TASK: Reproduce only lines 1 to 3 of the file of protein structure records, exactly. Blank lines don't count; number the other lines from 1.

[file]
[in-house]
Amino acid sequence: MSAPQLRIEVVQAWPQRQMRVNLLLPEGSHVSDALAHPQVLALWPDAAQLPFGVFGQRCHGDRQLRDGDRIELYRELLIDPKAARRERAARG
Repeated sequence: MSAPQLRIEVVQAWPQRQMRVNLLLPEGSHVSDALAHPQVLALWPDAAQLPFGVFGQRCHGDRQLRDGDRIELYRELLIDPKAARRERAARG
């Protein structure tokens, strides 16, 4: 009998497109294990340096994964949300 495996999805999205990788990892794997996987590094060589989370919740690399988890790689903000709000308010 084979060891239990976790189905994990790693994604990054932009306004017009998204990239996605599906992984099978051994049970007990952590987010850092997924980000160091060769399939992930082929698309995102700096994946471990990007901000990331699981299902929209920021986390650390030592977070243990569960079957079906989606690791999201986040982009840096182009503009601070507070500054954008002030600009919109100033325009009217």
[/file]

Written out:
[in-house]
Amino acid sequence: MSAPQLRIEVVQAWPQRQMRVNLLLPEGSHVSDALAHPQVLALWPDAAQLPFGVFGQRCHGDRQLRDGDRIELYRELLIDPKAARRERAARG
Repeated sequence: MSAPQLRIEVVQAWPQRQMRVNLLLPEGSHVSDALAHPQVLALWPDAAQLPFGVFGQRCHGDRQLRDGDRIELYRELLIDPKAARRERAARG